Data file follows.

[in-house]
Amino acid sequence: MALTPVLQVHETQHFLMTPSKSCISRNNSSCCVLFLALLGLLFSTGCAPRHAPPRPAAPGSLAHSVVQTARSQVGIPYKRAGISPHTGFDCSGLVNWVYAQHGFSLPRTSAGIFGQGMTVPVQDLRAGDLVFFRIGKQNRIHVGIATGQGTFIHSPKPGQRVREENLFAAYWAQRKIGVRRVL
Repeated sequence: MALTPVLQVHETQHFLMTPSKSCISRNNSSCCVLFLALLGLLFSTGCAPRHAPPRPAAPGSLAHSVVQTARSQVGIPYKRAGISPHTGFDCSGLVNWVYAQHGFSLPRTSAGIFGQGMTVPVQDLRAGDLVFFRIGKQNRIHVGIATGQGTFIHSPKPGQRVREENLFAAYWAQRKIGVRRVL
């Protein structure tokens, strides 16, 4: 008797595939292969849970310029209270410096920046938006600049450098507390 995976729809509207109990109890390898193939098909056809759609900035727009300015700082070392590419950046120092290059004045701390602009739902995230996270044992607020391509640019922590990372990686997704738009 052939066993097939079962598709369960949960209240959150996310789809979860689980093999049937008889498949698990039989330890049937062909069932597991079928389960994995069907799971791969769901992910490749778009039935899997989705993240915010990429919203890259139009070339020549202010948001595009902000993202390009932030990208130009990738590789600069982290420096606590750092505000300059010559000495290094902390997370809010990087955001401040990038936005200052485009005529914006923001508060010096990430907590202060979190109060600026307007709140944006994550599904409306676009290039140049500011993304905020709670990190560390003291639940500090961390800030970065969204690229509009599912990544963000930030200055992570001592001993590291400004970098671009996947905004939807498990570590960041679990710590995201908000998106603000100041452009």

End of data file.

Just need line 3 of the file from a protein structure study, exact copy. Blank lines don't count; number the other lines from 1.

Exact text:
Repeated sequence: MALTPVLQVHETQHFLMTPSKSCISRNNSSCCVLFLALLGLLFSTGCAPRHAPPRPAAPGSLAHSVVQTARSQVGIPYKRAGISPHTGFDCSGLVNWVYAQHGFSLPRTSAGIFGQGMTVPVQDLRAGDLVFFRIGKQNRIHVGIATGQGTFIHSPKPGQRVREENLFAAYWAQRKIGVRRVL